(3) operation processing; and
(4) waiting for other parts of the same batch to finish processing.
An examination of Table VII reveals that the ACFT is significantly different
for both layouts and for most of the manufacturing scenarios compared. The
results show that, in the EPD case, there is no significant difference in ACFT
for all operating scenarios corresponding to small batch sizes. Furthermore, the
probability that there is no difference between ACFT for CM and FCM models
is 7 percent when the batch size is medium and demand is based on EPD. This
probability, when compared with a 5 percent level of significance, indicates
that there is no significant difference between the two layouts. A similar result
can be seen when the batch size is medium and demand is based on LPD. The
remaining cases in Table VII show significant differences between pairs of
ACFTs for the two layouts. The percentage change ranges from as low as 3
percent to as high as 211 percent.
For small batch sizes, the ACFT in the EPD cases are almost identical in both
layouts. However, for LPD and SPD, ACFT for FCM is relatively higher. This is
due to the fact that, when batch sizes are small, it means ordering one product.
Therefore, each focused cell receives all parts of a product order. In the CMlayout
cases, parts for different products are sent to different departments and cells. The
effects that the three levels of demand distributions had on the average
component flow times for the two layouts are shown in Figure 2. The ACFT for
EPD, LPD, and SPD are averaged over each batch size for each layout. The
general trend is that ACFT increases as batch size increases in both layouts.
Average end item completion time. Table VIII shows the results and
statistical analyses of comparisons for average end-item completion time
(AEICT). This table shows that product average completion times of the
two layouts are significantly different. When products of different sizes
have an equal probability of being ordered (EPD), the AEICT increases as
batch sizes increase. The only exception is in the SPD case, where the
AEICT for small batches in the FCM model is relatively higher than that
of CM model. This is a result of a compounded effect of longer ACFTs for
FCM. Figure 3 shows the effects that the three levels of demand
distributions had on the average component flow times for the two layouts.
The AEICT for EPD, LPD, and SPD are averaged over each batch size for
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each layout. The general trend is that AEICT increases as batch size
increases in both layouts.
Average work-in-process inventory. Table IX shows that average work in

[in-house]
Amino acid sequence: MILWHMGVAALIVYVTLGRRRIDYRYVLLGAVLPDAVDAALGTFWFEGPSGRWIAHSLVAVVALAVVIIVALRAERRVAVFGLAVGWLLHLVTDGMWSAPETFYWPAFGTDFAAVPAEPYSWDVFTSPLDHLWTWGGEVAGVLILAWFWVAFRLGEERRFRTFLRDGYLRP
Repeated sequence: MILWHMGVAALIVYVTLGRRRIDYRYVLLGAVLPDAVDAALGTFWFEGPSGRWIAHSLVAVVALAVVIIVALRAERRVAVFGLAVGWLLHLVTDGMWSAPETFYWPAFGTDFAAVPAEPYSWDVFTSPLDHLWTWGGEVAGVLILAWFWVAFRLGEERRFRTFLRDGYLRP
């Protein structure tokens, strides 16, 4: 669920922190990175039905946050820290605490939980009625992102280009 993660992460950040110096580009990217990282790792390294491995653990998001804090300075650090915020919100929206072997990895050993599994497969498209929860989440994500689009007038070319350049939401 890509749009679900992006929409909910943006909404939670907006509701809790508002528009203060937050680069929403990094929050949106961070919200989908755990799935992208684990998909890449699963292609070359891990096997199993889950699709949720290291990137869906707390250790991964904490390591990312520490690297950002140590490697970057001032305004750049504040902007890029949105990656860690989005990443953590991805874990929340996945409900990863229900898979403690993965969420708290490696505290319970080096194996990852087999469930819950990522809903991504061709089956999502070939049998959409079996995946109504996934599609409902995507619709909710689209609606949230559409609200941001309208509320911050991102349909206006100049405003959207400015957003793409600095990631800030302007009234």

process inventory (AWIP) is significantly different in every operating scenario
where different demand distributions and batch sizes are used. A general
observation that can be made is that AWIP inventory increases as batch sizes
increase. As batch sizes increase, items wait longer for each other to be moved
from one stage to another. This causes the number of parts in the system, at
any time, to increase in a proportional manner.
Demand distribution Batch Size Statistic CM FCM Difference
EPD Small Mean 5.81 6.30
% change 213
t-value 21.7
p 0.065
Medium Mean 7.23 6.82
% change 3
t-value 1.66
p 0.070
Large Mean 12 9
% change 26
t-value 6.55
p 0.000
LPD Small Mean 5.3 8.7
% change 258
t-value 26.96
p 0.000
Medium Mean 6.9 6.8
% change 4
t-value 0.58
p 0.998
Large Mean 11 8.2
% change 26
t-value 8.68
p 0.000
SPD Small Mean 5.4 17.6
% change 2211
t-value 224.14
p 0.000
Medium Mean 9.6 6.8
% change 28
t-value 15.20
p 0.000
Large Mean 13 11
% change 14
t-value 5.0
p 0.000
Table VII.
ACFT for demand
distribution and
batch size models
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Figure 4 shows the AWIP inventory averaged over all three demand
distributions for each batch size. When batch sizes are small, the AWIP is not
significantly different in each layout. However, as batch sizes increase, AWIP
increases for both layouts.
The effect of changes in demand distributions. As demand distributions
change, the performance of each model changes to some degree. For example,
Figure 5 shows how ACFT increases as product mix changes for the FCM
models. The product average completion time as shown in Figure 6, increased
relatively when the demand distribution changed from EPD to LPD. This is
due to the fact that larger products (i.e. products with more components) are
ordered more frequently than smaller products. This causes batches to wait
longer to reach a pre-set batch size. This waiting causes AEICT to increase
relatively. In the case of SPD, the AEICT increases even more, because parts
have to wait even longer as larger products are being ordered less frequently
than smaller products.
The AWIP inventory, as shown in Figure 7, increases for all layouts as the
demand distribution changes from EPD. FCM models do not accumulate more
AWIP than CM models. This is because batches in FCM models are made up of
parts of the same products and do not have to wait as long as others to be
batched or assembled.
Multi-level product models. Two manufacturing scenarios are compared in
this section. In the first case, both systems process single level products. In the
second case, the process is for multi-level products. Table X shows how ACFT
varies with BOM structure, giving comparisons for each of the two product
structures. The percentage change shows that ACFTs in FCMmodels are lower
than those in the corresponding CM models. Since the way ACFT is determined
is not affected by the way parts are assembled, the results of single and multi-
level models for each layout are similar.
Figure 2.
ACFT averaged over all
demand distributions
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291
Average end-item completion time as shown in Table X, is higher in multi-level
models than in single level models. The AEICT is high in the CM layout and
low in FCM models. This indicates that processing multi-level products has the
same effect on both layouts.
The AWIP inventory as shown in Table X, for all models processing single
and multi-level products is significantly different from one layout to another.